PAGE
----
All pundits’ eyes are on the New York Times to see if paywalls can be a success. But for publishers, what plays in Dallas will play throughout the nation.

New tech center looking to make Elgin ‘E-City’

NOTE: This is a reproduction of a column I currently write for my employer, The Daily Herald Business Ledger of suburban Chicago, that was posted Wednesday, March 23.

Inside Elgin’s best-known historic building, Lasse Ingebretsen is plotting the city’s future.
His mission: To turn Elgin into “E-City.”
Ingebretsen is executive director of the Elgin Technology Center, a not-for-profit venture that focuses on bringing together the area’s technology talent and linking them to companies that need their help.
The ETC currently has about 80 members, from college graduates looking for their first job to companies with as many as 450 employees. Its members range from people and small companies looking for work to small and mid-sized companies seeking expertise, and its talent pool ranges from programmers and software developers to IT specialists as well as e-commerce, database and web developers. About 50 percent of the membership are startup and small companies, while another 30 percent are individuals looking for jobs, according to Ingbretsen.
The overall goal is to create an “IT ecosystem” in Elgin that would create an atmosphere of development and collaboration among the members, Ingebretsen said. That, in turn, will catch the eye of regional and national companies that have projects which require the expertise ETC members have to offer.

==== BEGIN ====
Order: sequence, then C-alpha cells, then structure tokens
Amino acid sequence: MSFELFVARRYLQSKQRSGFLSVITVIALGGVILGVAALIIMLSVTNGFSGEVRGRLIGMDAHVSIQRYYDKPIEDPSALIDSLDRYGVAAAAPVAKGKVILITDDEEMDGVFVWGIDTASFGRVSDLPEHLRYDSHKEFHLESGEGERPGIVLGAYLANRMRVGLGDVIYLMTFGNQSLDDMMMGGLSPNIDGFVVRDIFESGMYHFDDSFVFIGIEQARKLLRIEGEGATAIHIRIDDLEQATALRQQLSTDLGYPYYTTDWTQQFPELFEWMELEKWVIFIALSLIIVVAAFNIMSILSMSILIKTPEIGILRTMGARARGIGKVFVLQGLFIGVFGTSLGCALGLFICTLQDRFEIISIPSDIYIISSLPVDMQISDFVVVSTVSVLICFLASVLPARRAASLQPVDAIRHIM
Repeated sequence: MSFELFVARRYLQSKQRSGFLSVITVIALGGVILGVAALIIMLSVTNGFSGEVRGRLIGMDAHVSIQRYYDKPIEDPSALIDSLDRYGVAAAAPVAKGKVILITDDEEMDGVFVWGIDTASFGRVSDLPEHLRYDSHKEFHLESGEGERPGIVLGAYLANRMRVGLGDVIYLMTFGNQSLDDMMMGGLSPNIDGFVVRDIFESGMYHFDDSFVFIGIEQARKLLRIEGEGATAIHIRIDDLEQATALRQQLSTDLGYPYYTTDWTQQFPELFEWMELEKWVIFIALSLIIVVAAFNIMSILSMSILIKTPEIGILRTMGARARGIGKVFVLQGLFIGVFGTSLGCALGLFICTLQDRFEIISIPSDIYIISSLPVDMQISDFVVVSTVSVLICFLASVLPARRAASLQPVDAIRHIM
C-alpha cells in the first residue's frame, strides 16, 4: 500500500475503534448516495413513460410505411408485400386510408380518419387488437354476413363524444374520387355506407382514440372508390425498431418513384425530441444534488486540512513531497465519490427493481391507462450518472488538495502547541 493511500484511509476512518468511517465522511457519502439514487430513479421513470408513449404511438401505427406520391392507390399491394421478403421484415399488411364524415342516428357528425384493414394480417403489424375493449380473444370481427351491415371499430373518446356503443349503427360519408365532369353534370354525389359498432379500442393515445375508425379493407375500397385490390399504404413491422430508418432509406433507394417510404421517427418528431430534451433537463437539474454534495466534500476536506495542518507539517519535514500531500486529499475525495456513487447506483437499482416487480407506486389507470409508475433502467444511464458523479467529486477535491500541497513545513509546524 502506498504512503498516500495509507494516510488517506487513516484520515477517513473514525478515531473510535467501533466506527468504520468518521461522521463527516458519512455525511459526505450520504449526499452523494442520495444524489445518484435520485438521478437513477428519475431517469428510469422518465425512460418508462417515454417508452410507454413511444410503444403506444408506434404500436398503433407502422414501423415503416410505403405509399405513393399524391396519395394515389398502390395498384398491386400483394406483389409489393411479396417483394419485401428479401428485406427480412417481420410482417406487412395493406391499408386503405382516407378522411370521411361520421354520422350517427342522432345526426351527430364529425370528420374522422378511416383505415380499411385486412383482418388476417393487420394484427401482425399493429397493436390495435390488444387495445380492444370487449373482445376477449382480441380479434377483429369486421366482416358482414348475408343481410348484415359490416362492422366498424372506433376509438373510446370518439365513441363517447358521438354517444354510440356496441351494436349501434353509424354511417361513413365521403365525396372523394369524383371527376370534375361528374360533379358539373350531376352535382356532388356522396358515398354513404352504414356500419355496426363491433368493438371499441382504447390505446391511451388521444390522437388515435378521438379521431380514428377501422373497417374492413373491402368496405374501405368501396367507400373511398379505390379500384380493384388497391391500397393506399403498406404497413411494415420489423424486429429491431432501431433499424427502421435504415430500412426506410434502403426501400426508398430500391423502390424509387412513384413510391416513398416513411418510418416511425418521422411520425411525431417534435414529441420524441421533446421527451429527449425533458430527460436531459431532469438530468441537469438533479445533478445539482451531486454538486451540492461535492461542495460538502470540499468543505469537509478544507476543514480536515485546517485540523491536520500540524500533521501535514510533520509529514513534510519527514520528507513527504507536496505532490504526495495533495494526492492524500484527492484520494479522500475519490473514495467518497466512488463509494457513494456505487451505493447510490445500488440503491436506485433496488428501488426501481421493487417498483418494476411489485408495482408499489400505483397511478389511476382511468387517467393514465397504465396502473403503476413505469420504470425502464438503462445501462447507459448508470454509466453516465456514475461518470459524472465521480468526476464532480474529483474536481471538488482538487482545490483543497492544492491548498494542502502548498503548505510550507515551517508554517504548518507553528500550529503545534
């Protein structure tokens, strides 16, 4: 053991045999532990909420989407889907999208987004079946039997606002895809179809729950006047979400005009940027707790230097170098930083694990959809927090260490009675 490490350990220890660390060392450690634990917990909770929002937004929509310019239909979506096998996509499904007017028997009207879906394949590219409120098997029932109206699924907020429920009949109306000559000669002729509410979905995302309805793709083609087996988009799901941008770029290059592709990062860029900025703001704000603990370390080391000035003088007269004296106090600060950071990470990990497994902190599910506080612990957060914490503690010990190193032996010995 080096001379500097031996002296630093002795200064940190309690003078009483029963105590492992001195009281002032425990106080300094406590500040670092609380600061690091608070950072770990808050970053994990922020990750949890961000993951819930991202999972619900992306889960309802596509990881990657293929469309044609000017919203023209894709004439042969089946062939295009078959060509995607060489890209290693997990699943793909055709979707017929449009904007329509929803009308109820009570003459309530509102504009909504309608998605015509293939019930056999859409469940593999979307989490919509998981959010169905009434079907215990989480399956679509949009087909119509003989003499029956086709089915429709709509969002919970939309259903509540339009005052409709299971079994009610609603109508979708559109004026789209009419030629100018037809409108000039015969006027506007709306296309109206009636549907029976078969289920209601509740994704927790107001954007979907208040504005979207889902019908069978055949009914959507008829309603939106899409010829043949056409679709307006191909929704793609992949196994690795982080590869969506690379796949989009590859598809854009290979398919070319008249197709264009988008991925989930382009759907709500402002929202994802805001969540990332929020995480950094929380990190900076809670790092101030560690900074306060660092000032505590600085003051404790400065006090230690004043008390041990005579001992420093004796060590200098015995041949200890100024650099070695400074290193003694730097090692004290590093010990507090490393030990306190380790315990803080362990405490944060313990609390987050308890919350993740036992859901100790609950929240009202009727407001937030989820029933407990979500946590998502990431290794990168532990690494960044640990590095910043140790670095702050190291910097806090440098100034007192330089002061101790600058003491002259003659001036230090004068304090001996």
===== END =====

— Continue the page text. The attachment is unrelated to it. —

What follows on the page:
“This is all about local sourcing,” Ingebretsen said, “In fact, this is a direct attack on outsourcing. It can actually cost a company more to send a project overseas.”
The ETC’s base of operations is on the second floor of the Elgin Tower Building, a historic landmark that stands tall in the center of the city’s downtown. From there, members can rent office space for as little as $150 a month and also have use of a conference/training area and a tech reference center. In addition, the site provides a foundation where members can collaborate, share information and stay current with changes in their specialties.
Renovations of the floor started in January, and five member companies moved in during February. Ingebretsen’s goal is to have 115 companies in the building by 2015.
Ingebretsen is keenly aware of the significance of launching a tech venture in the Tower Building — which still features elevators operated by a person. Built in 1929, the building opened at the start of the Great Depression, but continues to survive through numerous economic cycles.
“People worked here and struggled through (The Great Depression) and they were better for it in the 40s and 50s,” he said. “We’re reinventing Elgin right now and what a great place this is to start that reinvention.”